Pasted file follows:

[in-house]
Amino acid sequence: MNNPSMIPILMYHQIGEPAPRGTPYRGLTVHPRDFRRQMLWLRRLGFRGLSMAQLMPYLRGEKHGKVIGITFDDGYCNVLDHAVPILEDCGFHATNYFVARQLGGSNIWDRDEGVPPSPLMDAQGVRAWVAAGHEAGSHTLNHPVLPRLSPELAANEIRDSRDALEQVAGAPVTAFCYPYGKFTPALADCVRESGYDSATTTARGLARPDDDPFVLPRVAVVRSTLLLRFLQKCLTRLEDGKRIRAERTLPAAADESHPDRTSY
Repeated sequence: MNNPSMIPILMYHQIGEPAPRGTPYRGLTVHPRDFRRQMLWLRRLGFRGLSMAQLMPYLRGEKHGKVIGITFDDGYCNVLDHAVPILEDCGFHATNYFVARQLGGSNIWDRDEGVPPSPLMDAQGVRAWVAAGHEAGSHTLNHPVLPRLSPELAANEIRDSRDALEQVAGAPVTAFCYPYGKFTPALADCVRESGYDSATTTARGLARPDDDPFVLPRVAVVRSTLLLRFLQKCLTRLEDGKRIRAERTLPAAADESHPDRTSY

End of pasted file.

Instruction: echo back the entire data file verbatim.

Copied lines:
[in-house]
Amino acid sequence: MNNPSMIPILMYHQIGEPAPRGTPYRGLTVHPRDFRRQMLWLRRLGFRGLSMAQLMPYLRGEKHGKVIGITFDDGYCNVLDHAVPILEDCGFHATNYFVARQLGGSNIWDRDEGVPPSPLMDAQGVRAWVAAGHEAGSHTLNHPVLPRLSPELAANEIRDSRDALEQVAGAPVTAFCYPYGKFTPALADCVRESGYDSATTTARGLARPDDDPFVLPRVAVVRSTLLLRFLQKCLTRLEDGKRIRAERTLPAAADESHPDRTSY
Repeated sequence: MNNPSMIPILMYHQIGEPAPRGTPYRGLTVHPRDFRRQMLWLRRLGFRGLSMAQLMPYLRGEKHGKVIGITFDDGYCNVLDHAVPILEDCGFHATNYFVARQLGGSNIWDRDEGVPPSPLMDAQGVRAWVAAGHEAGSHTLNHPVLPRLSPELAANEIRDSRDALEQVAGAPVTAFCYPYGKFTPALADCVRESGYDSATTTARGLARPDDDPFVLPRVAVVRSTLLLRFLQKCLTRLEDGKRIRAERTLPAAADESHPDRTSY